Bertha Cooper Harris is a senior citizen Louisiana folk artist who recently completed her autobiography. She did not seriously undertake art until after she turned 65. The public reception to her art has been both gratifying and inspirational. However Bertha still has a great deal to offer not just in art but to the lives of all who her story and art touches.
In the small section of the south, where she was raised, many conditions had not changed much since the end of the Civil War when she was growing up. Tenant farmers and black farm families were practically owned by the family plantations where they worked. Escape from this bonded servitude was exactly that. Many families were always in debt to the plantation store or the owner. Her family was unique in that her grandparent’s family owned their own land. However it did not make them exempt from conditions of those around them. And certainly Bertha’s life may have been a snapshot of history in many respects.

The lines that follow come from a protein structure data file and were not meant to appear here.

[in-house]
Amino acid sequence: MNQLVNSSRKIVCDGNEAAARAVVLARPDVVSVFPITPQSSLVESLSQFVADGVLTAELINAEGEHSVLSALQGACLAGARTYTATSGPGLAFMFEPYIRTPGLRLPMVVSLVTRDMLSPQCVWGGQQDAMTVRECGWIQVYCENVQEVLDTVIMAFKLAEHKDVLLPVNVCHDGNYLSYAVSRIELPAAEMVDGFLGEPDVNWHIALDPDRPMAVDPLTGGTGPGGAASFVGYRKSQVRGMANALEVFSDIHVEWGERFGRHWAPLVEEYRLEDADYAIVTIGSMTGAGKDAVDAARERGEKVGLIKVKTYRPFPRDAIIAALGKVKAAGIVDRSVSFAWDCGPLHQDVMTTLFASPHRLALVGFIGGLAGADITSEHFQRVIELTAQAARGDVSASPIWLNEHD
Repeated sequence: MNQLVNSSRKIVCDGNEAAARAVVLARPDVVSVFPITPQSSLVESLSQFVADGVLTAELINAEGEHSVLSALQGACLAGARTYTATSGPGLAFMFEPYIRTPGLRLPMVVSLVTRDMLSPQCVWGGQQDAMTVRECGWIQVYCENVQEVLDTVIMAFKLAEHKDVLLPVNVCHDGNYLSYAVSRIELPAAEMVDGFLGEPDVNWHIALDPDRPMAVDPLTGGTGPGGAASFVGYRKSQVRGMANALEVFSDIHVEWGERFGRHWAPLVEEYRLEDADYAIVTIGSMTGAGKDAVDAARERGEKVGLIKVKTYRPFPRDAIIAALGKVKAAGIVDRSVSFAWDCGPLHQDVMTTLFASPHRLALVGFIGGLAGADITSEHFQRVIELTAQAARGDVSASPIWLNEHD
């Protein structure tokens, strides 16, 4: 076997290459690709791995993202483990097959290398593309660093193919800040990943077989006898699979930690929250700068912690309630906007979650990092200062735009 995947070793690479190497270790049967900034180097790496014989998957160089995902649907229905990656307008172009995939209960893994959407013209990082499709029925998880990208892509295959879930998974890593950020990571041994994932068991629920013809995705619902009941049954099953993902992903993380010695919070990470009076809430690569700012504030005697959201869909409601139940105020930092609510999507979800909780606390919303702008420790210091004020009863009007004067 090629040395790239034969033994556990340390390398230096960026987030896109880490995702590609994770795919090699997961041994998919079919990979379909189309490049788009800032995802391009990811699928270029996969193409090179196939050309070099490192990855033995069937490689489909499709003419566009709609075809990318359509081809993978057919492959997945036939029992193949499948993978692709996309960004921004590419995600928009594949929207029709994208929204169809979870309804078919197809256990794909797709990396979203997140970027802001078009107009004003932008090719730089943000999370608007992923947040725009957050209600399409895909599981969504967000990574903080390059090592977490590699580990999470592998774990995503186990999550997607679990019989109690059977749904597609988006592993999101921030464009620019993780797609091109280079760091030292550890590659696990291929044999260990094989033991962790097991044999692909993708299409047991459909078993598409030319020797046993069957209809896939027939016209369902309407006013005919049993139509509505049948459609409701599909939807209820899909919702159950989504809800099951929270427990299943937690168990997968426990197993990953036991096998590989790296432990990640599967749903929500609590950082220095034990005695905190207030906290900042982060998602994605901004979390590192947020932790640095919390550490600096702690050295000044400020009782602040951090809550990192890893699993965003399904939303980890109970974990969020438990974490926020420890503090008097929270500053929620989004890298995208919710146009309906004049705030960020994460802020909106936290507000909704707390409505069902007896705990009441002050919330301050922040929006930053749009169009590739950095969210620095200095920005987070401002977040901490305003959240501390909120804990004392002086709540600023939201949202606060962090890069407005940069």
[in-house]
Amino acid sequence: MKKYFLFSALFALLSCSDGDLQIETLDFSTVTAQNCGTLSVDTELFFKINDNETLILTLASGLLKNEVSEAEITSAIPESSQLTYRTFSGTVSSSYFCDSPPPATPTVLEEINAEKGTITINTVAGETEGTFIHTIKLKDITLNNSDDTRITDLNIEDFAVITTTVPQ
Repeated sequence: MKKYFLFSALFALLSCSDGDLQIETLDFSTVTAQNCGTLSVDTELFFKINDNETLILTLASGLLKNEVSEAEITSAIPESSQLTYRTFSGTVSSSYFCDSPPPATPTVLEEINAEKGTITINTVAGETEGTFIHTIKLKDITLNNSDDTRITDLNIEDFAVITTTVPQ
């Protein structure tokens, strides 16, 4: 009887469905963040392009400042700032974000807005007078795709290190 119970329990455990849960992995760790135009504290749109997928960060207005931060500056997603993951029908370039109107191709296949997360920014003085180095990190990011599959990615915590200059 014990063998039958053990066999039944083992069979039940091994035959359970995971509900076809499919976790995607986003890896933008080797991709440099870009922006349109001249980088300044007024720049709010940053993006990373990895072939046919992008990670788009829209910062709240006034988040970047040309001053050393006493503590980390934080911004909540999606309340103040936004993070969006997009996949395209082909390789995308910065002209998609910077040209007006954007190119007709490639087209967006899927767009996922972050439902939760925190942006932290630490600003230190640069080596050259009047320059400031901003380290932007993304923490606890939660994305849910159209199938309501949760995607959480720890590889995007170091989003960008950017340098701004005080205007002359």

Bertha’s struggles to advance in a world where she felt she had little control against forces of bigotry, sexual discrimination and harassment is parallel to struggles that existed throughout the country — only the names and places were different. Her journey to overcome these forces was often a struggle for survival. The story of this struggle should assist those who struggle today with the complex values and apparent glass ceilings in life and the work place.
Not only has Bertha survived, she has blossomed as an artist with an understanding of her responsibility to help others who continue in bondage. Bertha’s art and compelling story of struggle and survival is a tribute to the resiliency and character of southern women, both black and white.
In the fall of 2011 Bertha’s art received a first true recognition on a broader stage. The major award at the Red River Revel and the sale of her first large painting propelled Bertha to undertake a serious retelling of her story in this biography,The Courage to Rise Again, and in her expanded artistic works.